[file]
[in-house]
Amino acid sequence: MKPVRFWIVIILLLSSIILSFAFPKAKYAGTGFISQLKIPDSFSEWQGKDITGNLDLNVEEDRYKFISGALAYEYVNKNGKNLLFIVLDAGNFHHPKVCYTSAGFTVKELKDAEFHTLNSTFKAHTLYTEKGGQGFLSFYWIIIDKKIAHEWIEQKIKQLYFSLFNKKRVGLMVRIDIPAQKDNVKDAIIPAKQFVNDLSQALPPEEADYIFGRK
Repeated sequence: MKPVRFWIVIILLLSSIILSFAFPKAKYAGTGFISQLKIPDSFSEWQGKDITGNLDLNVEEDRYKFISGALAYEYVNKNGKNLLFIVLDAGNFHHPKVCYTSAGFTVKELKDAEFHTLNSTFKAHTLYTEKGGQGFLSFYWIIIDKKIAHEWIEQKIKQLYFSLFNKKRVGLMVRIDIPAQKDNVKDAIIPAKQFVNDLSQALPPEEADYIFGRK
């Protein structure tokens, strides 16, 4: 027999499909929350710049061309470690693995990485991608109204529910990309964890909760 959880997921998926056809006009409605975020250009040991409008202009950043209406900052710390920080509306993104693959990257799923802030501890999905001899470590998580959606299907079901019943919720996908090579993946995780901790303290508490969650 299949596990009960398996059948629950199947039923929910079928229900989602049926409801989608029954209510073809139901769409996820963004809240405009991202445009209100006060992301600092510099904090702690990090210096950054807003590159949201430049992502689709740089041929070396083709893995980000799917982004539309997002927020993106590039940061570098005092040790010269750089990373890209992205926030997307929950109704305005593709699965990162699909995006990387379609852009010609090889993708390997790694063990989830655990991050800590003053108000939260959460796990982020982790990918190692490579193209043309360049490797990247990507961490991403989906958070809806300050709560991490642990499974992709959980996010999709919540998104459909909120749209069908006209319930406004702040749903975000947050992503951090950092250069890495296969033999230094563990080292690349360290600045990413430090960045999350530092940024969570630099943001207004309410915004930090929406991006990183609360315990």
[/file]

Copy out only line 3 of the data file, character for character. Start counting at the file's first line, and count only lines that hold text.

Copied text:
Repeated sequence: MKPVRFWIVIILLLSSIILSFAFPKAKYAGTGFISQLKIPDSFSEWQGKDITGNLDLNVEEDRYKFISGALAYEYVNKNGKNLLFIVLDAGNFHHPKVCYTSAGFTVKELKDAEFHTLNSTFKAHTLYTEKGGQGFLSFYWIIIDKKIAHEWIEQKIKQLYFSLFNKKRVGLMVRIDIPAQKDNVKDAIIPAKQFVNDLSQALPPEEADYIFGRK